Senior Member Albert Skye's Avatar
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    Quote Originally Posted by TeeDee View Post
    braided [HMPE] fishing line
    I've been pleased with Tuf-Line (available up to 800 lbs, though only up to 500 lbs with olive drab coating). All of their products can be purchased (from stock or special ordered) through Ron's Tackle.

    HMPE is slippery enough that I imagine a constrictor knot may not hold; however, the ends can nipped close and melted which causes them to shrink in length and expand in diameter (mushrooming as it were).

  6. #16
    Senior Member TeeDee's Avatar
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    Quote Originally Posted by Albert Skye View Post
    I've been pleased with Tuf-Line (available up to 800 lbs, though only up to 500 lbs with olive drab coating). All of their products can be purchased (from stock or special ordered) through Ron's Tackle.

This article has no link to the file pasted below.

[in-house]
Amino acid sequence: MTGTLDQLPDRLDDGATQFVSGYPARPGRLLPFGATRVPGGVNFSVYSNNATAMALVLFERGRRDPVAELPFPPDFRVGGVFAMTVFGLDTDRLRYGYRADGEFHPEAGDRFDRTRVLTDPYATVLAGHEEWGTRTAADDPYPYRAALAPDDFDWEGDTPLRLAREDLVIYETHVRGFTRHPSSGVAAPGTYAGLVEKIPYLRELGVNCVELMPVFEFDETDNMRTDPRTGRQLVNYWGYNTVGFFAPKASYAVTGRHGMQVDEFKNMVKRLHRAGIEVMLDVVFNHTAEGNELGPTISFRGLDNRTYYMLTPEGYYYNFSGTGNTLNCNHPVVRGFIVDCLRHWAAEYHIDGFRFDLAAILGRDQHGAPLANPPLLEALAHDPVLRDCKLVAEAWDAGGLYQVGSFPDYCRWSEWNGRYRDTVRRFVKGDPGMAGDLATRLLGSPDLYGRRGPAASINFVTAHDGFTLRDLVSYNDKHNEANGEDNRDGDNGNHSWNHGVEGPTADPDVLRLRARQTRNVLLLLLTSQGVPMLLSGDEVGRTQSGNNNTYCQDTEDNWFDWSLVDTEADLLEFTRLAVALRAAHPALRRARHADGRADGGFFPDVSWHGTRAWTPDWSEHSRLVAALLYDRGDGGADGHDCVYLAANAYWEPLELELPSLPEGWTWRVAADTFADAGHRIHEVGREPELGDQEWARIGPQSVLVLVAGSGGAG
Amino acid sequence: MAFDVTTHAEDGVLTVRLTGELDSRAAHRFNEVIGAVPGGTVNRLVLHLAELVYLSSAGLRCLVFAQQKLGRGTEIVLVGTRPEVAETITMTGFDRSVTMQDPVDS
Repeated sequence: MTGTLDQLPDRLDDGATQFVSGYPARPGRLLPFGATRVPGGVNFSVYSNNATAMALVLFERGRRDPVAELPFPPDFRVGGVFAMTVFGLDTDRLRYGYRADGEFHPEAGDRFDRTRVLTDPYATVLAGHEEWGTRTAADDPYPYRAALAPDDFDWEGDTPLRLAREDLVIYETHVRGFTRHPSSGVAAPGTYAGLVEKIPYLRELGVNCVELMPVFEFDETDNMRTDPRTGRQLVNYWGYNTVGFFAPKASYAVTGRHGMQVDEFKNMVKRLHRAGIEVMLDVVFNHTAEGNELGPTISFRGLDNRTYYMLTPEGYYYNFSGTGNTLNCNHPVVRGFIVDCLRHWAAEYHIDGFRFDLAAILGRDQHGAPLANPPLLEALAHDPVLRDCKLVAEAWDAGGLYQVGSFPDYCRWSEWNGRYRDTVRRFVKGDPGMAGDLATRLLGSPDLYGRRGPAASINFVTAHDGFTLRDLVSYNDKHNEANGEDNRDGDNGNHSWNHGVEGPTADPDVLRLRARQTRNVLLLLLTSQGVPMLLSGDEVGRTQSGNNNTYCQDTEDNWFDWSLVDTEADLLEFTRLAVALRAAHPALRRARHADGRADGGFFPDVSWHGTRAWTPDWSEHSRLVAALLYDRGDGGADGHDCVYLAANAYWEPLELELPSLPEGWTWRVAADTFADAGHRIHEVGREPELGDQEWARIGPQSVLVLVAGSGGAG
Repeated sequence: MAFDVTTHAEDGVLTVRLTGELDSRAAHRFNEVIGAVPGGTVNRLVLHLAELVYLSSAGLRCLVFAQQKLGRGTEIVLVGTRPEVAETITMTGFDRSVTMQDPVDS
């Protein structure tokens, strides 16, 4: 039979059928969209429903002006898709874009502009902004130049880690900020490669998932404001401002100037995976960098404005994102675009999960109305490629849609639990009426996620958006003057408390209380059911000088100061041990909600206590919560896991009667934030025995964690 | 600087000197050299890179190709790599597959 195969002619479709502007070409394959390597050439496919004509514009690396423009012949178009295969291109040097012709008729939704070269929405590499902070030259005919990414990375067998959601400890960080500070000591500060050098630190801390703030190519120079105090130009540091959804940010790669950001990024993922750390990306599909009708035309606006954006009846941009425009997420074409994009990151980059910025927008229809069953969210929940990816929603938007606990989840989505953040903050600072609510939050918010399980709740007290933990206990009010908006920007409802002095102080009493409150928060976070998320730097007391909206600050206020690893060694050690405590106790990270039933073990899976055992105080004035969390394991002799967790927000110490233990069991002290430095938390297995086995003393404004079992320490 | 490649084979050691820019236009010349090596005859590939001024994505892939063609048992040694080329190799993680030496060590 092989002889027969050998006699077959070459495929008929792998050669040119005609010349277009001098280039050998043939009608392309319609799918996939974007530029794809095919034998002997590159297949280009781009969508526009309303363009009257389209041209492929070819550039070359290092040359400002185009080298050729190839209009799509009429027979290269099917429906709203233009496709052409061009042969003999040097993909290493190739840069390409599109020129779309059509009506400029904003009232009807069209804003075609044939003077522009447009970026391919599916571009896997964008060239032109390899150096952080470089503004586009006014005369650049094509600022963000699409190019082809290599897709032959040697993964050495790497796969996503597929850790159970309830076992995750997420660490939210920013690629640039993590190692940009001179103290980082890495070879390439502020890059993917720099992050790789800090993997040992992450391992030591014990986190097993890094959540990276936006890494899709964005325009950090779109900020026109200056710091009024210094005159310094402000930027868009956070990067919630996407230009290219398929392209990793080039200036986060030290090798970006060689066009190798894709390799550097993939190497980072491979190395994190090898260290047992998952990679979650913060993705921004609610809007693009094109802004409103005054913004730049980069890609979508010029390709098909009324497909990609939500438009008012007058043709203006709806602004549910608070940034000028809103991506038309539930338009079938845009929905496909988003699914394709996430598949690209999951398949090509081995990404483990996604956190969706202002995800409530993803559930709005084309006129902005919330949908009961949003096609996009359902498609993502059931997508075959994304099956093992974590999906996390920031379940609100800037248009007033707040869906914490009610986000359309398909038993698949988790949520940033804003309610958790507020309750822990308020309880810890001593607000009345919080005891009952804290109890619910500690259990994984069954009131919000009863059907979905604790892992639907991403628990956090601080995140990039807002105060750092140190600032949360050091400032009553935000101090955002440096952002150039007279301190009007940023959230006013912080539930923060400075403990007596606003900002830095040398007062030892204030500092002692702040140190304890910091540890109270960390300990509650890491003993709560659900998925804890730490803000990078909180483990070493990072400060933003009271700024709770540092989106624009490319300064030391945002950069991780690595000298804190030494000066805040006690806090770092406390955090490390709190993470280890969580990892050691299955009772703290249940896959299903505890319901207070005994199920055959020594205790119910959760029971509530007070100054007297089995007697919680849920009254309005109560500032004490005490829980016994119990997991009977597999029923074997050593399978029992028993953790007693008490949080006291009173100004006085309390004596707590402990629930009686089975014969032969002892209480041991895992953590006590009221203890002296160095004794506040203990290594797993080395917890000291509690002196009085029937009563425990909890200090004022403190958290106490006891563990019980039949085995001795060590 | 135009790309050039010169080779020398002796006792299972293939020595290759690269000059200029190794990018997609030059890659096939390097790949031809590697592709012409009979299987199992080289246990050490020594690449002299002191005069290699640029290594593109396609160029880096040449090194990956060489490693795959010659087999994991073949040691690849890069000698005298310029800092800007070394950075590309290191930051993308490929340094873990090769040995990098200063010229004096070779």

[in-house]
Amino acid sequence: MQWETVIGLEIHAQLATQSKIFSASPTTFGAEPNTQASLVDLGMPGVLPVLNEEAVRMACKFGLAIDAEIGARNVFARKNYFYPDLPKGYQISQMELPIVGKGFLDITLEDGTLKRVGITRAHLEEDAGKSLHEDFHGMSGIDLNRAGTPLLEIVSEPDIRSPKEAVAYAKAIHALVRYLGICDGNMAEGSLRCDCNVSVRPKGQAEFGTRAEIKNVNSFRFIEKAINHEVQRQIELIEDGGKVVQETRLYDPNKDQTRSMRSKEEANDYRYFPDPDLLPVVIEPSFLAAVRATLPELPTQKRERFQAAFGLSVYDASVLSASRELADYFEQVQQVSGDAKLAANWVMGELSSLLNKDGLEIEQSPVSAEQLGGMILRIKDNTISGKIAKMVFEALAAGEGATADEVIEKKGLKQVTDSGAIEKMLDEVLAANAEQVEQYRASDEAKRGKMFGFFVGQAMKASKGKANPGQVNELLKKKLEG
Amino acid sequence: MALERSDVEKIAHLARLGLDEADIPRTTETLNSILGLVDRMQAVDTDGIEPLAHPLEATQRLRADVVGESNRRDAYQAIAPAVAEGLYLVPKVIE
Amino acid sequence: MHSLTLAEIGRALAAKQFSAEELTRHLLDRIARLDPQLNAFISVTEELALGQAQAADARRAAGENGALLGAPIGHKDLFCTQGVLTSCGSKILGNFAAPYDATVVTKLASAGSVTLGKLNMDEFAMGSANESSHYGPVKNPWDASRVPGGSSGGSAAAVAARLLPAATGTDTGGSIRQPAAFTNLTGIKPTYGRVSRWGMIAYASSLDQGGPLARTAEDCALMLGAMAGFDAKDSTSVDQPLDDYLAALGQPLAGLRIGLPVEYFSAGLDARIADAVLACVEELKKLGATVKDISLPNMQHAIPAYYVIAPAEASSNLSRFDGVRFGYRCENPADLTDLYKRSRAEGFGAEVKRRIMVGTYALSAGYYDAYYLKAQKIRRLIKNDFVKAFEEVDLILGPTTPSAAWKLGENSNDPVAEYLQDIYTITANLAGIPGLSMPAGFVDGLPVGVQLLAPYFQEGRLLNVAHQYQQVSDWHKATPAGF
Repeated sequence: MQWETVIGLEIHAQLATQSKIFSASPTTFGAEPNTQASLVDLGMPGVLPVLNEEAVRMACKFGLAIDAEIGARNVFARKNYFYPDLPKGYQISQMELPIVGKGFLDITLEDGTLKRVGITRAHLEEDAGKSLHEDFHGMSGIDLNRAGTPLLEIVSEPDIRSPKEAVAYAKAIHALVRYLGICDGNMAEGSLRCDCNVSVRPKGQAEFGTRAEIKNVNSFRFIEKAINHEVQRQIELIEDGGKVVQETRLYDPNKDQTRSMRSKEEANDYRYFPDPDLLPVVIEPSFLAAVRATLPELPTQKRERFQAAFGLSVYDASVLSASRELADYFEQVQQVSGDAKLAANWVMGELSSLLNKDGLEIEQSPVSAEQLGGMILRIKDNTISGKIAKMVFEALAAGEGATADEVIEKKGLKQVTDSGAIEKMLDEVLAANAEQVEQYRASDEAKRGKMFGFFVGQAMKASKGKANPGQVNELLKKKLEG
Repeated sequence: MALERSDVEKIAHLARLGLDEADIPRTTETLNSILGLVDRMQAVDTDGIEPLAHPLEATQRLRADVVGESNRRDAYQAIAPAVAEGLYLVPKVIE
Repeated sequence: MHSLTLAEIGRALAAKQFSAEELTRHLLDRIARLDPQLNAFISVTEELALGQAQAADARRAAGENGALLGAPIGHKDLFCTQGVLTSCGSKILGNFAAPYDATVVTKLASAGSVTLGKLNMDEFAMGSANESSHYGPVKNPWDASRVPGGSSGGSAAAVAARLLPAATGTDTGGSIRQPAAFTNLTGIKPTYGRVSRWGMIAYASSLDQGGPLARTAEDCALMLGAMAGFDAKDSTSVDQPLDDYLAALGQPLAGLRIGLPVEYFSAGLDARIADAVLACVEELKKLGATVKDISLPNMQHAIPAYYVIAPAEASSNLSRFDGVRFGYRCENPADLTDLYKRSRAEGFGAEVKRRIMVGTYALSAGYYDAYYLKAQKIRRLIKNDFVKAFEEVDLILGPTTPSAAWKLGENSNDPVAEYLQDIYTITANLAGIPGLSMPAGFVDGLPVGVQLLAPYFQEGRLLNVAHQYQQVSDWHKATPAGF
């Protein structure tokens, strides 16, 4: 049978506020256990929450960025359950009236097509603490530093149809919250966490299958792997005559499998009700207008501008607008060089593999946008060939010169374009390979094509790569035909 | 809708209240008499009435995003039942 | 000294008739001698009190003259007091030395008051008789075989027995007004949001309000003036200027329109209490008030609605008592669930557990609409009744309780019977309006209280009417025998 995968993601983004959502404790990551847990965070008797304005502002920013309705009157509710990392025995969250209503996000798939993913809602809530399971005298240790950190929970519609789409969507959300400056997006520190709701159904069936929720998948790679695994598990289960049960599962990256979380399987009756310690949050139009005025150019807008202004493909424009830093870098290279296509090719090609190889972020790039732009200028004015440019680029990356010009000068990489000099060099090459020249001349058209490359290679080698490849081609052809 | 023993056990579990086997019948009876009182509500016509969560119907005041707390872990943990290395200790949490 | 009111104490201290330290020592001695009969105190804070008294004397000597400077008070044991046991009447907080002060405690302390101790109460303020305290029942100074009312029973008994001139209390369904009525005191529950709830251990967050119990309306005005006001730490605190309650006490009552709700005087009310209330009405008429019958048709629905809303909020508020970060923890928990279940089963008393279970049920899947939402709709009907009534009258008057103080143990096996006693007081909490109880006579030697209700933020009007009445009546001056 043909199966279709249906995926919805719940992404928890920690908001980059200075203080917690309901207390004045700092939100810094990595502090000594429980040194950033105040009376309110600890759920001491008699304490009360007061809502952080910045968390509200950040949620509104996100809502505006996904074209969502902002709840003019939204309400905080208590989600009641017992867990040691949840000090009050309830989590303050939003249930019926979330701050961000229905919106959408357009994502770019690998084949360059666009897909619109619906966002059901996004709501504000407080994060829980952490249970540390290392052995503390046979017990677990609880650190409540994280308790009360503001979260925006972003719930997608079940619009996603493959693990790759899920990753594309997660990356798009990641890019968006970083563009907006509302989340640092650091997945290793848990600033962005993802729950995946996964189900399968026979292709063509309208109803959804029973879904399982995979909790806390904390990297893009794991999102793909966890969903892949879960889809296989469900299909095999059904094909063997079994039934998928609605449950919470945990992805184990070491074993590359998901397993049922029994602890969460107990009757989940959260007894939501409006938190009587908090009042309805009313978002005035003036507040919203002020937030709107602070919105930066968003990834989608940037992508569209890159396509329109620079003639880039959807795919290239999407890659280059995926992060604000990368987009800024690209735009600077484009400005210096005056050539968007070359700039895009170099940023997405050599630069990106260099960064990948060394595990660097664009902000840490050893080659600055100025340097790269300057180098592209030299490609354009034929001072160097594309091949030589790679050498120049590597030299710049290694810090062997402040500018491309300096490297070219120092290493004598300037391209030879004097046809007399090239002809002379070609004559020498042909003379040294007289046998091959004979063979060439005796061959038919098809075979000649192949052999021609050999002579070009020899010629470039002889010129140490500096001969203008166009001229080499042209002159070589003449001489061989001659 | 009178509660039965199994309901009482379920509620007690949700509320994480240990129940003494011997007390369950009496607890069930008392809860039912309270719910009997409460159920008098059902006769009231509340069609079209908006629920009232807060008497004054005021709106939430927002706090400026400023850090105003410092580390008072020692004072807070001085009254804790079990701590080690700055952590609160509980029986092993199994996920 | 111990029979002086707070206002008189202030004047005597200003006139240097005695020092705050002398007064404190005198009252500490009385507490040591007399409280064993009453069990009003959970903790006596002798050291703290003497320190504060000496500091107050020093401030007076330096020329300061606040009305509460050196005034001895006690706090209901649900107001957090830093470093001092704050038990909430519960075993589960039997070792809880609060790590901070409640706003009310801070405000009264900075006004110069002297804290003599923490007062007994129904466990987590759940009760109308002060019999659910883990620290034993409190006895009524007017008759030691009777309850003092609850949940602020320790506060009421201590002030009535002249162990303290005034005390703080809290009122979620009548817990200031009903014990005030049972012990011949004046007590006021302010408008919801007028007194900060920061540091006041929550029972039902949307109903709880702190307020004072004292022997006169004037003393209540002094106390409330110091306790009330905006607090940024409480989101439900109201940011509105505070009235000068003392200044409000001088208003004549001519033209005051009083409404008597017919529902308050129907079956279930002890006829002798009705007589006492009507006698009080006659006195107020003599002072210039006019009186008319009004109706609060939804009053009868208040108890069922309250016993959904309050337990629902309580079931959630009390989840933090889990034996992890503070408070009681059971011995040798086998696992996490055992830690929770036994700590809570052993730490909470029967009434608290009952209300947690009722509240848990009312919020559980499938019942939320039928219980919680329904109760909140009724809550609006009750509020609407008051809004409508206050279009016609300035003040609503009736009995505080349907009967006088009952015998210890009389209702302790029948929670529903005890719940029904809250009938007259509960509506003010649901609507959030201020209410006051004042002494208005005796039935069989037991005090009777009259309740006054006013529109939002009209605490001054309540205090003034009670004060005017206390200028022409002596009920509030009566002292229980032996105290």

HMPE is slippery enough that I imagine a constrictor knot may not hold; however, the ends can nipped close and melted which causes them to shrink in length and expand in diameter (mushrooming as it were).
    I believe that my 200 lb stuff is Tuf-Line XP. It is hard to believe the rating even handling that stuff.

    I looked at the Tuf-Line and the Power-Pro, but then found the Spectra on ebay. $0.99 vs approximately $20+ for either the Power Pro or Tuf-Line. I figured for my non-fishing use, I can afford that . If this stuff is any good, I have my eye on some Spectra Extreme Braid stuff on ebay, 50 lb test, 100M for $6.50, free shipping. Going off-brand can save a LOT of money.
    Those who sacrifice freedom for safety, have neither.

    Do not dig your grave with your teeth. (Unknown)

  7. #17
    Senior Member Albert Skye's Avatar
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    Quote Originally Posted by TeeDee View Post